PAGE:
. He is a very hard working and friendly guy, it just always took me a second or two after he was finished talking to process what he said. But at least we could understand him.
Jess and I started our Dingle experience by walking along a hillside to an old smaller castle near a beach called Minard Castle. The beach near the castle had tons of massive rounded stones (most of them bigger then me) shaped by the waves. When storms hit the beach, the waves and wind pile the rocks on top of each other. There were only a couple other people there. From Minard, we got a ride from an Irish couple vacationing in the area to Dingle. Very nice of them. We are finding that the Irish are generally very friendly. It helps a lot that we speak the same language though, but just about everyone will give you a wave as you go by or say "how you do?" and if you want, they are happy to have a conversation. We spent most of the afternoon walking around Dingle, seeing the town and harbour. We found a place to rent some bikes for 24hrs, and planned on riding them back to the hostel, and then using them the next day to see the main attraction of the Dingle peninsula, the cliffs on the Slea Head trail. The 16km back to the hostel was a nice test for riding on the road, and proved to be quite the workout, but very scenic. The Irish are very good at sharing the road with bikers and pedestrians, but it still took some getting used to for us. We also did a traffic circle going the opposite way, so much fun! I must also say I am very proud of my wife for doing such a good job on the bike! We were a little hesitant to rent bikes after our last episode in Slovakia, where we ended up taking our bikes home on a bus, but not this time, Jess made it all the way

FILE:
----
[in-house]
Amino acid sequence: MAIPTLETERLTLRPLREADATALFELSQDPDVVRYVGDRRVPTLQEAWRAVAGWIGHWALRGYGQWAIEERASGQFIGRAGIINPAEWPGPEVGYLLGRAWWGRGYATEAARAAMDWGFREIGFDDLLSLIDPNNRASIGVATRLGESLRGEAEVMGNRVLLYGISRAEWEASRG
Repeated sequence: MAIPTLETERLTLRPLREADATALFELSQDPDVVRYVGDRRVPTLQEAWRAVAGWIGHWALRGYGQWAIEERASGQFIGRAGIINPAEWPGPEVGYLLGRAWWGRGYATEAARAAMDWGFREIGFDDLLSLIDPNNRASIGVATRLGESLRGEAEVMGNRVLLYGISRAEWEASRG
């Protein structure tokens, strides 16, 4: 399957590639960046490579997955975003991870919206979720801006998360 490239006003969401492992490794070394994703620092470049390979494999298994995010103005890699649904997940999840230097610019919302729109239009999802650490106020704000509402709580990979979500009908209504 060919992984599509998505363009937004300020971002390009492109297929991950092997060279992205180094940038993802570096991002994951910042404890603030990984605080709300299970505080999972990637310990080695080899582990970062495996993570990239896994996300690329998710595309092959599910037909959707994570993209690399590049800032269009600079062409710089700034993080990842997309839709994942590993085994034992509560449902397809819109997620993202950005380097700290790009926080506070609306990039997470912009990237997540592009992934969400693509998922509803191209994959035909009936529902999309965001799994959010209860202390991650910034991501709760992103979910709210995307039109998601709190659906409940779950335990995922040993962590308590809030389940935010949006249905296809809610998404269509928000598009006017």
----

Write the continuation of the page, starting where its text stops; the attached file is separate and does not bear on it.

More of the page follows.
! (Because the seat wasn't crappy!) Back at the hostel, we met tons of new people. A lot of French and German people come to Ireland for their vacation. It is beautiful, close, and they can get cheap flights. We also met a Kiwi couple who were going around Ireland playing music at different pubs. One night they teamed up with Martin, a French violinist, and played at a local pub in Annascaul, near our hostel. A bunch of us from the hostel went down to watch them play and watch the gold metal light weight boxing match between an Irish lad and an English lad. The Irish guy lost and got silver, but it was still fun to see. A couple of days ago, Katie Taylor won gold in the woman's boxing, and has "captured the heart of all of Ireland." Everyone adores Katie, and has been talking about her ever since. It is cool to watch the Olympics through an Irish perspective, but I have no idea how Canada did.